Fourth Jára Cimrman play to be performed in English

The Act was the first of the dry comedies by the Czech writer who never really existed

Jára Cimrman’s play The Act (Akta) will premiere in English on March 29 at Žižkovské divadlo Járy Cimrmana, the same theater where the plays have long been performed in Czech, with the same props and stage design.

Chronologically speaking, The Act (Akt) was the first Cimrman play, premiering in Czech in 1967. It will join three others that have already been translated and staged by Cimrman English Theatre: The Stand In (Záskok), The Conquest of the North Pole (Dobytí severního pólu) and The Pub in the Glade (Hospoda Na mýtince).

Jára Cimrman does not actually exist. The plays are suspected to be the work of “Cimrman scholars” Ladislav Smoljak and Zdeněk Svěrák, and grew out of the 1960s radio show The Nonalcoholic Wine Bar Called At the Spider (Nealkoholická vinárna U Pavouka).

This fourth entry in the Czech repertoire has a different translating team than the previous ones. Brian Caspe rendered this one into English, along with Dagmar Caspe and Hanka Jelínková-Svěráková. Brian Caspe has appeared in the previous Cimrman plays and has also had roles in films shot in Prague such as The Ottoman Lieutenant, The Zookeeper’s Wife, Underworld: Blood Wars and Anthropoid. We will also be in the upcoming series Whiskey Cavalier.

He shed some light on the new project. “It was called The Act (Akt) for two reasons: Akt in Czech also means the female form as in a nude painting or sculpture, and second, an act of a play. When the Cimrman Theater came do creating their first stage play after only doing radio shows, they found that the play they were writing was only enough for one act of an evening,” he said.

People who have seen the previous plays know the evening starts with a lecture that goes off the rails, despite good intentions, and then a play that is filled with very dry, deadpan humor.

“They came up with the seminars as a way to fill the evening out,” Caspe said.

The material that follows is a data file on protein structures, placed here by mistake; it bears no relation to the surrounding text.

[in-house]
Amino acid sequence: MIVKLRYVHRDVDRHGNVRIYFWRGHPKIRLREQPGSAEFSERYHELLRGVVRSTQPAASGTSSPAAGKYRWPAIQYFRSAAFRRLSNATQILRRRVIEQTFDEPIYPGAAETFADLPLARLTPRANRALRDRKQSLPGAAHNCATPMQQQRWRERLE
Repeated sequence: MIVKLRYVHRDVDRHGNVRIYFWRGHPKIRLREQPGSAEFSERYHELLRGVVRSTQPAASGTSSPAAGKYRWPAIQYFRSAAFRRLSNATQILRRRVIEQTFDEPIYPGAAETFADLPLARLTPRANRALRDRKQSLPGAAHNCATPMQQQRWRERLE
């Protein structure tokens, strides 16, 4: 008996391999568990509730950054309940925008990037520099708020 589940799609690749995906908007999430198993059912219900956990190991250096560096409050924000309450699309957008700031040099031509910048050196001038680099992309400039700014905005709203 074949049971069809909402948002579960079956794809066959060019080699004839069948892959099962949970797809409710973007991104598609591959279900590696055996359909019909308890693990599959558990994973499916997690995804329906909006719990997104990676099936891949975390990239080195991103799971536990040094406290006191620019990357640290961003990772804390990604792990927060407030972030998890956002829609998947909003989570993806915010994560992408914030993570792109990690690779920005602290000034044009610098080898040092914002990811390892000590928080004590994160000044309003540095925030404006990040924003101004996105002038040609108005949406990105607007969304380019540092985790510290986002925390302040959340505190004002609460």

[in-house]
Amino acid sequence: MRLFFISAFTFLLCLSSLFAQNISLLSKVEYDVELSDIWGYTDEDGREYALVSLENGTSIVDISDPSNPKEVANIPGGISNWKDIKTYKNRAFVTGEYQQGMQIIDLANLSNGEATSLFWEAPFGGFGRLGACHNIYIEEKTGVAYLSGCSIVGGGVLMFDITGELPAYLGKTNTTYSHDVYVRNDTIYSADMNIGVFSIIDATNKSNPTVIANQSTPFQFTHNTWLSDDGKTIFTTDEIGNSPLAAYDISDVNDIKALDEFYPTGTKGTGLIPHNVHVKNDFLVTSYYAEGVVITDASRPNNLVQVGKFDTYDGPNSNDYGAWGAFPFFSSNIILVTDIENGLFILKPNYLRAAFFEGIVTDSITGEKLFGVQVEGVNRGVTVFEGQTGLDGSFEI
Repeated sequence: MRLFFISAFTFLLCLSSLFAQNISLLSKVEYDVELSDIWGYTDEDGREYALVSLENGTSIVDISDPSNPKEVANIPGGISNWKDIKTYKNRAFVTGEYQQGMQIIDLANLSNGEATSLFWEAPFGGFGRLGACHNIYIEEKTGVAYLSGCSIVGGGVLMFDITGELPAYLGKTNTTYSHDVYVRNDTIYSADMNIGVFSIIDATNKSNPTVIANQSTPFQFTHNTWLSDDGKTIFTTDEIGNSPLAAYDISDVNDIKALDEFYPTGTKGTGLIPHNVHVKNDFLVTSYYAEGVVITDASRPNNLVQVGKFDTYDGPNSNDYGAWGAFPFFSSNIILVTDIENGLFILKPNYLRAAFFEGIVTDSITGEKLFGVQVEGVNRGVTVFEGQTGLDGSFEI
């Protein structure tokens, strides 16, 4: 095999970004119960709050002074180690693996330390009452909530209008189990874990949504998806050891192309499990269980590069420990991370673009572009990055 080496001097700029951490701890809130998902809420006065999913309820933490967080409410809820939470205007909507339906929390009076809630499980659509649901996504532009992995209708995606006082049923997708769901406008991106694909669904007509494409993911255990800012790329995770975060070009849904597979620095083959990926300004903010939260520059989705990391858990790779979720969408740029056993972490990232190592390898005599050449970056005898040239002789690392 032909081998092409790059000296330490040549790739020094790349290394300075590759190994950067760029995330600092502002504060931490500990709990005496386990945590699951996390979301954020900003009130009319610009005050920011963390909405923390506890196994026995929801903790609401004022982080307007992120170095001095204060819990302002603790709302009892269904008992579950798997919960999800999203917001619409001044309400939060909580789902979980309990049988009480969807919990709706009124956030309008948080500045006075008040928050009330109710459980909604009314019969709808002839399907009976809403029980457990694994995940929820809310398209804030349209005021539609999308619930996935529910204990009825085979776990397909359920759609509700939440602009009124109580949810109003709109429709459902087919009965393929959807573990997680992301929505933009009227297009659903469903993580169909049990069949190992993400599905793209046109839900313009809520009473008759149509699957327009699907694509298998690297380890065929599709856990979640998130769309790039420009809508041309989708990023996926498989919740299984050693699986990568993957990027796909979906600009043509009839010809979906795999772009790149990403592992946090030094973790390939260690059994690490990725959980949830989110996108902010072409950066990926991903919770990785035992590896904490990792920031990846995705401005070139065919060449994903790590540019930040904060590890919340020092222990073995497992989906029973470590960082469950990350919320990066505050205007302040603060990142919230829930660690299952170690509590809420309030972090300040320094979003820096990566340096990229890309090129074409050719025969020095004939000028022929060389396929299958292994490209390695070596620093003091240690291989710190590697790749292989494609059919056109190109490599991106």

The Act, as the first of the Cimrman plays, was rather experimental.

“The play itself is about a painter and his wife, who summon three random men — a teacher, a salesman and a sexologist — to their house to reveal something important about their past. The painter never finished his masterwork because every time he beheld his model, a malicious demon took the brush out of his hand and made him ravish her. The play is part slapstick and part absurd. It has songs, recitals and lots of fun jokes,” Caspe said.

Some of the humor is word play, which poses difficulties in translation. “There were some tough nuts to crack. For instance, one place in the seminar talks about them finding 28 full-length plays (celovečerní hry) in Cimrman's papers, of which 2 were all-night card games (celovečerní hry karet). We weren't able to find a suitable direct translation as we don't have ‘card plays,’ but ‘card games.’ But we replaced the double meaning of ‘play’ with something suitable,” he said.

The plays by Czechoslovak genius Jára Cimrman were long considered untranslatable, but three so far have proven to be big hits with the English speaking audience, usually selling out.

Suspected co-author Zdeněk Svěrák attended some of the performances of the previously translated plays and has had high praise for the results so far, saying they far exceeded his expectations and proved wrong those who said Czech humor was untranslatable. (Ladislav Smoljak sadly passed away in 2010.)

Aside from writing plays and even operas, many of which are lost, the fictional Cimrman was also a poet, athlete, philosopher, inventor and mathematician. He is famous for giving great advice that nobody listened to, among other things. Cimrman, though, was plagued with bad luck. He showed up at the patent office with his idea for TNT just minutes after Alfred Nobel registered the same idea, for example.

In 2005, the Czech Television (ČT) held a contest to choose The Greatest Czech, but almost all of the early votes were for Cimrman. ČT changed the rules to exclude fictional characters. Public outcry caused ČT to create a special category for fictional characters, which Cimrman won. King Charles IV won among the real historical figures. Zdeněk Svěrák came in 25th and Ladislav Smoljak was 79th.

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